“It’s amazing what they’ve done on that little tire,” said Jeffers. “It’s been intriguing as a builder to work with these guys and make them a product that will help. I see all sides of it. I would hate to be the guy who has to create and enforce the rules or be on a rules committee, but we’ve seen the cream of the crop is going to rise. Someone like Stevie “Fast” Jackson who puts every breath of his life into this thing, he’s just always going to be in the mix. It takes passion, money and talent. It’s not rocket science, but it does take a lot. I stick to the fact that my job is to build a safe, consistent car that they can make as fast as they can. Everybody wins!”
While each builder we’ve talked to is humble, they know their work is art, and the artist is proud of his work when they are good, correct? Technologies, rules, tracks, racers, they are always changing and the each of these artists have rode each wave. They have continued to provide a quality product they are proud of, for the people they are proud to do business with.
“One thing I do know that sets us apart is that my son, Rickie (Jones) and I have both raced and we live for this,” said Jones. “We have a long history in this sport and we are currently both tuning for Elite on the Pro Stock side, so we are out there every weekend. From what I can see, as a builder, it gives a better grasp of what’s going on. On top of that, it is a family business and our family shares the same passion. This drives me to want to make the safest, fastest, greatest car for the customers, friends, and competitors. The people racing these cars are my friends. Drag racing is a family.”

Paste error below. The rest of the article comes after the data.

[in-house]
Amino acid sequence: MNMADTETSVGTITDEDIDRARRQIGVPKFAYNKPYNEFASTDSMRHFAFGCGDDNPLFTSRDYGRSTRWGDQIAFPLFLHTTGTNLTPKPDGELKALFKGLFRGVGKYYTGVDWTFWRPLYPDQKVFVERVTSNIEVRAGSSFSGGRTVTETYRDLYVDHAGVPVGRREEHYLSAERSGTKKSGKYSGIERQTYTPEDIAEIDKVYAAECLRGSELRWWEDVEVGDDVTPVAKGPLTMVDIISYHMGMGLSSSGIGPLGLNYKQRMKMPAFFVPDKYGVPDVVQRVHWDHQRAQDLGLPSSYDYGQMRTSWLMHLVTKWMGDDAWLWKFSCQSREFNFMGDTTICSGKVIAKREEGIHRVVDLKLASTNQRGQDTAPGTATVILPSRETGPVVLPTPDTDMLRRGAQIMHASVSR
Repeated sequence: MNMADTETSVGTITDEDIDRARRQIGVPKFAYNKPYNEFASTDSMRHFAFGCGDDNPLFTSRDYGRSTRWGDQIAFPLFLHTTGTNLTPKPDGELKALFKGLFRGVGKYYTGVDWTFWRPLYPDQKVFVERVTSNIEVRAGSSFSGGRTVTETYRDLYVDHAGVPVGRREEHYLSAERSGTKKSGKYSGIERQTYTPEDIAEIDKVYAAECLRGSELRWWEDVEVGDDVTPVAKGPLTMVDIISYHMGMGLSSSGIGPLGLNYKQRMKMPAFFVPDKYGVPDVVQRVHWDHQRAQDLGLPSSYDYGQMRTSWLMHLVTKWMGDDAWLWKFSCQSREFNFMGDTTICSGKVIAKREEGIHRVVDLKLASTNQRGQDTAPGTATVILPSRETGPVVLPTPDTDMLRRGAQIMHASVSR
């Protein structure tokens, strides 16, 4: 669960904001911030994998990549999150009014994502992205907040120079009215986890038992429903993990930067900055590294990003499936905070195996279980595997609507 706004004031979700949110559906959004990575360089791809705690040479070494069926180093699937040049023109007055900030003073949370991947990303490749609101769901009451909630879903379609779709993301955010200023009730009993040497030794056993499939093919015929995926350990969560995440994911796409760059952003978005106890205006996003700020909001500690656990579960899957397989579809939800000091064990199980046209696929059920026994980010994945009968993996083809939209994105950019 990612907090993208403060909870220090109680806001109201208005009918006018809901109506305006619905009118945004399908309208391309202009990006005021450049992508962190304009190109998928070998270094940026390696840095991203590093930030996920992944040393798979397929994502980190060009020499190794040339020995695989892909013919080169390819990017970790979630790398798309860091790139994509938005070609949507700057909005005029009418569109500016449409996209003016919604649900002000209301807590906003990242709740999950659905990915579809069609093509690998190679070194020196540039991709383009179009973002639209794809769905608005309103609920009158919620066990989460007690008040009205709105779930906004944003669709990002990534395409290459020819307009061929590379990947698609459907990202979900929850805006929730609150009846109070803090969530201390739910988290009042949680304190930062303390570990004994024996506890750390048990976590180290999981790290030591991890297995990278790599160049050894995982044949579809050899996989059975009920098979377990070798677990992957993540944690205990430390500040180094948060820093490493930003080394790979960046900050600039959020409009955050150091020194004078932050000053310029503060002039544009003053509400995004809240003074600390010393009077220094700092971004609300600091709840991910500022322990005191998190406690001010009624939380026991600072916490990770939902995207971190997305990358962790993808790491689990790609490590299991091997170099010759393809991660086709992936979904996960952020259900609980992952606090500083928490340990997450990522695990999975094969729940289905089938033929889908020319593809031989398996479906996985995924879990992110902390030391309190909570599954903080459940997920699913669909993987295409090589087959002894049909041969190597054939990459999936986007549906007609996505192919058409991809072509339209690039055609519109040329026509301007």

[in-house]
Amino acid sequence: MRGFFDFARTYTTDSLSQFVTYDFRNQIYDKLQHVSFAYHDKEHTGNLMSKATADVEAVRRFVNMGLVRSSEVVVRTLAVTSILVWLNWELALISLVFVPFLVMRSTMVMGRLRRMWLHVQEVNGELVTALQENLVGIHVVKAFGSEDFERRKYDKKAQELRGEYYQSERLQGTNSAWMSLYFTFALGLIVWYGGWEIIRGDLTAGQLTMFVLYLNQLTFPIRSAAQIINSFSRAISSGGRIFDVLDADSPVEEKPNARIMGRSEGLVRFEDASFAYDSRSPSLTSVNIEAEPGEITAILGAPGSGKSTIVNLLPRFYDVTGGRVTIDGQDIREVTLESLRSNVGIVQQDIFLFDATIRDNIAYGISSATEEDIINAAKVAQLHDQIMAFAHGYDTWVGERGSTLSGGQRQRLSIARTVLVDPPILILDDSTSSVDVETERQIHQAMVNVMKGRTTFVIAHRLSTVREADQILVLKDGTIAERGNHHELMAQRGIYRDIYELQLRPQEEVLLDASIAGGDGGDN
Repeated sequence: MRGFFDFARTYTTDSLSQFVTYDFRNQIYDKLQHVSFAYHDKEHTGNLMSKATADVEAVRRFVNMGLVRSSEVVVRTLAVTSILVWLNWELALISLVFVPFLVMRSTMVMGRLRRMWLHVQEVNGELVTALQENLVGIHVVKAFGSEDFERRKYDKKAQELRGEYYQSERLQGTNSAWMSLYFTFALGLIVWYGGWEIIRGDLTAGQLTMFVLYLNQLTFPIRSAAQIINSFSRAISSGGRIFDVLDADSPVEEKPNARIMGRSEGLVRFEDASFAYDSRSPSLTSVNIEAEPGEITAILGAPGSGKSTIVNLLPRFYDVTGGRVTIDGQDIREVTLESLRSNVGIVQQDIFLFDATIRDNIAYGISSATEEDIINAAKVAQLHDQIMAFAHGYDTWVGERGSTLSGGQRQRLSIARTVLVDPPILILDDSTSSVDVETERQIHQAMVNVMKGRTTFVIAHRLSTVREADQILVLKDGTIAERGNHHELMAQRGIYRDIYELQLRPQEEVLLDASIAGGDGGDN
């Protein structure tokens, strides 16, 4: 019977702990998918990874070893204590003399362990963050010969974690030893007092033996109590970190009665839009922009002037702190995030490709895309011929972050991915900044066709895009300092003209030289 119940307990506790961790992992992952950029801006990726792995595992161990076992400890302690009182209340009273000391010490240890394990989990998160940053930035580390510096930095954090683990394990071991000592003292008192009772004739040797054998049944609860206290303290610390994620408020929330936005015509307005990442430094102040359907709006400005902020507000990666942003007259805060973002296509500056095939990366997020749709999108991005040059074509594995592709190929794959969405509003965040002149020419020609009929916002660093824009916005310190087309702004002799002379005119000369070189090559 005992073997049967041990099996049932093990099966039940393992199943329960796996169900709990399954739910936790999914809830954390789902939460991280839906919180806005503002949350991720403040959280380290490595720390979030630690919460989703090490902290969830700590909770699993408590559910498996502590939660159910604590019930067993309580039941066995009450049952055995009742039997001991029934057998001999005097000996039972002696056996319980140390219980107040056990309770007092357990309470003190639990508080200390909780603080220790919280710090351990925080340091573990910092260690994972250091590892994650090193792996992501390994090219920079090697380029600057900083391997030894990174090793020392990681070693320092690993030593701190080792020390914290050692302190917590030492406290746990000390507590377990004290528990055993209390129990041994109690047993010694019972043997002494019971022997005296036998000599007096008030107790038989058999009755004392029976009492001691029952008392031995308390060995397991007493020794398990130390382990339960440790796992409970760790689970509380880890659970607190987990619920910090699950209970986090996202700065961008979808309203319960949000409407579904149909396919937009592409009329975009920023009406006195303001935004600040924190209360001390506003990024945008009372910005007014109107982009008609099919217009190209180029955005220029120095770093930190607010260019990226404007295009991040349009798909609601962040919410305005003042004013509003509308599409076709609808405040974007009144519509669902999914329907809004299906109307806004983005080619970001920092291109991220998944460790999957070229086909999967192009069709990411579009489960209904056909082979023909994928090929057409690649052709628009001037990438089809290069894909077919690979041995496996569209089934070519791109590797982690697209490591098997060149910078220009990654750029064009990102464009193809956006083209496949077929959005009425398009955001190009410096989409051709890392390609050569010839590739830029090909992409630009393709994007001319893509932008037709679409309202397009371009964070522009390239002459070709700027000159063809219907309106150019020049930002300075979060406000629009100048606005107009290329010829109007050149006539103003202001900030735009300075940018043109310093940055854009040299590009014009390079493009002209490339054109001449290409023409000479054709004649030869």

Bickel continues to give the customer credit to a lot of his success.
“One advantage over others is, again, is that I’ve been doing this for so long and I have so many different customers,” he said. “All of these people either develop problems or good ideas. If it’s a problem, we solve it and do what we can to make sure nobody else has that same problem. If it’s a good idea, we incorporate that into the next build. We are constantly upgrading our stuff. From the drawing programs, to the machines we cut the parts on, and the employees we have here. We are always growing and updating as a company.”
In a world where trends come and go, technology and rules are ever changing, and safety is evolving, the consistency in drag racing is that it’s about the people. As long as everyone involved in the class, and sport as a whole, keeps safety of the racer, integrity of the products, and the passion put into it, we can continue to grow in any direction.
Jerry Bickel Race Cars
Larry Jeffers Race Cars
RJ Race Cars/Quarter-Max Chassis & Racing Components